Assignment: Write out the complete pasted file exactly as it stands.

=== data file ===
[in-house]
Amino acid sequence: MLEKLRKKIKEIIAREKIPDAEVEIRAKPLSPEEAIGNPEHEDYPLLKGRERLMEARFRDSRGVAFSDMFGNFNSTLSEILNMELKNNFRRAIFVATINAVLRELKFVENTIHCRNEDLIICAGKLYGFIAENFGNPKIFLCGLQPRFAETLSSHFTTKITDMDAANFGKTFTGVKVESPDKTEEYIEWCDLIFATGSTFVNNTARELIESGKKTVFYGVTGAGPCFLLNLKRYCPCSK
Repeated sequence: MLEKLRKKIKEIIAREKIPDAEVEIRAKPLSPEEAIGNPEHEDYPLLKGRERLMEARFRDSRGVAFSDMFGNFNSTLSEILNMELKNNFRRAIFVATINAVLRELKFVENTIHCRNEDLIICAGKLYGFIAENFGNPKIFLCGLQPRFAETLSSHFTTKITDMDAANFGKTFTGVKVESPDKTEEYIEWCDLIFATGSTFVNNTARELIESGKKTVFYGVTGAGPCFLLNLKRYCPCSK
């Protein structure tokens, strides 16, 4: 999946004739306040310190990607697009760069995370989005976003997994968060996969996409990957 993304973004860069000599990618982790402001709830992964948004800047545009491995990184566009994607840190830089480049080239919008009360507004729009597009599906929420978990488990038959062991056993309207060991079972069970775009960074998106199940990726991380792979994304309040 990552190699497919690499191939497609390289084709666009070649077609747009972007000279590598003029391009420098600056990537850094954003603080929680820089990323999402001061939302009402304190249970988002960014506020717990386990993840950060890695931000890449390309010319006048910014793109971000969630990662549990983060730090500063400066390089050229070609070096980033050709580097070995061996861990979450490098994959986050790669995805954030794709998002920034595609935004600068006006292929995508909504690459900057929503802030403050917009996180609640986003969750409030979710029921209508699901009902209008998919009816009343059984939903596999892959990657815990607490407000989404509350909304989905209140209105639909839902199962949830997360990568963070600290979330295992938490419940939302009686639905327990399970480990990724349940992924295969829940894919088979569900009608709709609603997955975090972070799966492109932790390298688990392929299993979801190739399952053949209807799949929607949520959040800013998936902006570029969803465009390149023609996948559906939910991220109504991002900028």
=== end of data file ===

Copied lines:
[in-house]
Amino acid sequence: MLEKLRKKIKEIIAREKIPDAEVEIRAKPLSPEEAIGNPEHEDYPLLKGRERLMEARFRDSRGVAFSDMFGNFNSTLSEILNMELKNNFRRAIFVATINAVLRELKFVENTIHCRNEDLIICAGKLYGFIAENFGNPKIFLCGLQPRFAETLSSHFTTKITDMDAANFGKTFTGVKVESPDKTEEYIEWCDLIFATGSTFVNNTARELIESGKKTVFYGVTGAGPCFLLNLKRYCPCSK
Repeated sequence: MLEKLRKKIKEIIAREKIPDAEVEIRAKPLSPEEAIGNPEHEDYPLLKGRERLMEARFRDSRGVAFSDMFGNFNSTLSEILNMELKNNFRRAIFVATINAVLRELKFVENTIHCRNEDLIICAGKLYGFIAENFGNPKIFLCGLQPRFAETLSSHFTTKITDMDAANFGKTFTGVKVESPDKTEEYIEWCDLIFATGSTFVNNTARELIESGKKTVFYGVTGAGPCFLLNLKRYCPCSK
């Protein structure tokens, strides 16, 4: 999946004739306040310190990607697009760069995370989005976003997994968060996969996409990957 993304973004860069000599990618982790402001709830992964948004800047545009491995990184566009994607840190830089480049080239919008009360507004729009597009599906929420978990488990038959062991056993309207060991079972069970775009960074998106199940990726991380792979994304309040 990552190699497919690499191939497609390289084709666009070649077609747009972007000279590598003029391009420098600056990537850094954003603080929680820089990323999402001061939302009402304190249970988002960014506020717990386990993840950060890695931000890449390309010319006048910014793109971000969630990662549990983060730090500063400066390089050229070609070096980033050709580097070995061996861990979450490098994959986050790669995805954030794709998002920034595609935004600068006006292929995508909504690459900057929503802030403050917009996180609640986003969750409030979710029921209508699901009902209008998919009816009343059984939903596999892959990657815990607490407000989404509350909304989905209140209105639909839902199962949830997360990568963070600290979330295992938490419940939302009686639905327990399970480990990724349940992924295969829940894919088979569900009608709709609603997955975090972070799966492109932790390298688990392929299993979801190739399952053949209807799949929607949520959040800013998936902006570029969803465009390149023609996948559906939910991220109504991002900028």